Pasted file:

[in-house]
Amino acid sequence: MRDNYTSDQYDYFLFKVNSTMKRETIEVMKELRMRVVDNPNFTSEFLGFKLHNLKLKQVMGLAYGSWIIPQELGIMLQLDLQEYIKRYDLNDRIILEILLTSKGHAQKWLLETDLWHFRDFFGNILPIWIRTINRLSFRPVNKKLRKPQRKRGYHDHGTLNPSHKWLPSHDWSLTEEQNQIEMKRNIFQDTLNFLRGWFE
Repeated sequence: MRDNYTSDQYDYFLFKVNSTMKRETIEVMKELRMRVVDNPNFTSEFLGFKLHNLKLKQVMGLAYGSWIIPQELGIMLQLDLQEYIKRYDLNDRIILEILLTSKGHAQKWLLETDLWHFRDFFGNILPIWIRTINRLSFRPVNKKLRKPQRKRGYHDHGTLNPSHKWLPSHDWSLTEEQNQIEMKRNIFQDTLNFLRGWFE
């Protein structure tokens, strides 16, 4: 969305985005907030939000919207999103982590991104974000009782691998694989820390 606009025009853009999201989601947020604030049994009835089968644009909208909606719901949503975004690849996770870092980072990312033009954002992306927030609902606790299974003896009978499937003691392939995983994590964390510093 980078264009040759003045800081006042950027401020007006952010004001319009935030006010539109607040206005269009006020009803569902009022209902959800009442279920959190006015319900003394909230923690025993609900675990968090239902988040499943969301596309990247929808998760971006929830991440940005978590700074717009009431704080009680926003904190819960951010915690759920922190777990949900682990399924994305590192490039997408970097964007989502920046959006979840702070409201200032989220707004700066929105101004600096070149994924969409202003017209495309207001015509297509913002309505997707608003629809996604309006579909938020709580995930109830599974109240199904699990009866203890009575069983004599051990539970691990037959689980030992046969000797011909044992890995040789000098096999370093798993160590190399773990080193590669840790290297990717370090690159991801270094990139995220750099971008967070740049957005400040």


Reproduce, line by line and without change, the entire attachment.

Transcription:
[in-house]
Amino acid sequence: MRDNYTSDQYDYFLFKVNSTMKRETIEVMKELRMRVVDNPNFTSEFLGFKLHNLKLKQVMGLAYGSWIIPQELGIMLQLDLQEYIKRYDLNDRIILEILLTSKGHAQKWLLETDLWHFRDFFGNILPIWIRTINRLSFRPVNKKLRKPQRKRGYHDHGTLNPSHKWLPSHDWSLTEEQNQIEMKRNIFQDTLNFLRGWFE
Repeated sequence: MRDNYTSDQYDYFLFKVNSTMKRETIEVMKELRMRVVDNPNFTSEFLGFKLHNLKLKQVMGLAYGSWIIPQELGIMLQLDLQEYIKRYDLNDRIILEILLTSKGHAQKWLLETDLWHFRDFFGNILPIWIRTINRLSFRPVNKKLRKPQRKRGYHDHGTLNPSHKWLPSHDWSLTEEQNQIEMKRNIFQDTLNFLRGWFE
């Protein structure tokens, strides 16, 4: 969305985005907030939000919207999103982590991104974000009782691998694989820390 606009025009853009999201989601947020604030049994009835089968644009909208909606719901949503975004690849996770870092980072990312033009954002992306927030609902606790299974003896009978499937003691392939995983994590964390510093 980078264009040759003045800081006042950027401020007006952010004001319009935030006010539109607040206005269009006020009803569902009022209902959800009442279920959190006015319900003394909230923690025993609900675990968090239902988040499943969301596309990247929808998760971006929830991440940005978590700074717009009431704080009680926003904190819960951010915690759920922190777990949900682990399924994305590192490039997408970097964007989502920046959006979840702070409201200032989220707004700066929105101004600096070149994924969409202003017209495309207001015509297509913002309505997707608003629809996604309006579909938020709580995930109830599974109240199904699990009866203890009575069983004599051990539970691990037959689980030992046969000797011909044992890995040789000098096999370093798993160590190399773990080193590669840790290297990717370090690159991801270094990139995220750099971008967070740049957005400040």